l>Chapter 5 - Information for decision making

The "breakeven point" is where revenues and total costs are exactly the same, so there is no profit or loss. It may be expressed in terms of units of sale or in terms of sales revenue. Reading from the graph, the breakeven point is 3,000 units of sale and \$18,000 in sales revenue.The "margin of safety" is the amount which actual output/sales may fall short of the budget without a loss being made, often expressed as a percentage of the budgeted sales volume. It is a rough measure of the risk that Sabre Products might make a loss if it fails to achieve its budget. In our example, the margin of safety is calculated as follows:UnitsBudgeted sales3,600Breakeven point3,000Margin of safety (MOS)600As a percentage of budgeted sales; the= 16.67%.A high margin of safety shows a good expectation of profits, even if the budget is not achieved.The Profit/Volume (P/V) graphThe P/V graph is similar to the breakeven chart, and records the profit or loss at each level of sales, at a given sales price. It is a straight line graph, drawn by recording the following:i) the loss at zero sales, which is the full amount of fixed costsii) the profit/(loss) at the budgeted sales level.The two points are then joined up. In our example above, the PA/graph would look like this:Figure 5.2 The profit/volume (P/V) graph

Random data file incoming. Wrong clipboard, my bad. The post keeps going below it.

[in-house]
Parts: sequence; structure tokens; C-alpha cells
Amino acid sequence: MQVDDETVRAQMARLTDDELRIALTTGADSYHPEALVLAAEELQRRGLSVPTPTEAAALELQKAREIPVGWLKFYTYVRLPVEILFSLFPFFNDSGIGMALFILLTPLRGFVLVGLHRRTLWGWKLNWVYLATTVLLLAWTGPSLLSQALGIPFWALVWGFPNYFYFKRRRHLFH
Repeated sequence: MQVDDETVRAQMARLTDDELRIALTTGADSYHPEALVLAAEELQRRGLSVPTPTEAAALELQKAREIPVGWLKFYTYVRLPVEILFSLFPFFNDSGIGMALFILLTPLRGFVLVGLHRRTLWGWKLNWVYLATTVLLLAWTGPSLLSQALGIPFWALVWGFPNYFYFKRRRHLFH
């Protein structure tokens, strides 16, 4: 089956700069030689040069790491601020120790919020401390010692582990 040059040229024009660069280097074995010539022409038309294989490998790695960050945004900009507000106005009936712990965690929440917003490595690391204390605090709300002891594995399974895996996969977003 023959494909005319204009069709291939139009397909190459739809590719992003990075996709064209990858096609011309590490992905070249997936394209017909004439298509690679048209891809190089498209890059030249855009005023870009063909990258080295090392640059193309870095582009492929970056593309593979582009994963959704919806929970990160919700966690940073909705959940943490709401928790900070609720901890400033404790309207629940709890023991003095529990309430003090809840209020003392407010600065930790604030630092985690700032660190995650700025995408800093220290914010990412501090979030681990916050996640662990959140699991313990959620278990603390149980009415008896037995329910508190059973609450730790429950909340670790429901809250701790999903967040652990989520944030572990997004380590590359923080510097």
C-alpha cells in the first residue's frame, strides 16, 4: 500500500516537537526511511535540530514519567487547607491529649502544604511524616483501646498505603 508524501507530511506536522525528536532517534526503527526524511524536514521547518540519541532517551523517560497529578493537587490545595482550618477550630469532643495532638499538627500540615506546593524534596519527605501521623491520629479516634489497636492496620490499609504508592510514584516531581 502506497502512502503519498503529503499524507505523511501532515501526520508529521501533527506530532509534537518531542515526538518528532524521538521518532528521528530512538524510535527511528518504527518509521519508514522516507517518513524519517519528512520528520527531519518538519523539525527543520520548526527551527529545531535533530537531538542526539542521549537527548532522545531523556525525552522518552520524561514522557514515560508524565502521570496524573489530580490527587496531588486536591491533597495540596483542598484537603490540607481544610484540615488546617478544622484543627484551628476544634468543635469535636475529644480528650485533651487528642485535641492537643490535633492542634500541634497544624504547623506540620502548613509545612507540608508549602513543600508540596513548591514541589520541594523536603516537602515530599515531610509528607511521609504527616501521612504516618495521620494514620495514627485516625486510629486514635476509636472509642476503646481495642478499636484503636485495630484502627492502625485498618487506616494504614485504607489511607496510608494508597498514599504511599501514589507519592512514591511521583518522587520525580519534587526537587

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whether or not to cease production of Ducks.b) Suppose, however, it were possible to use the resources realised by stopping production of Ducks, and switch to produce a new item, Eagles, which would sell for \$50,000 and incur variable costs of \$30,000 and extra fixed costs of \$6,000. What will the new decision be?Key termsBreakeven analysisContribution/sales ratioCost-volume-profit analysisDecision makingMake or buy decisionsOpportunity costsProfit-volume chartsRelevant costsShutdown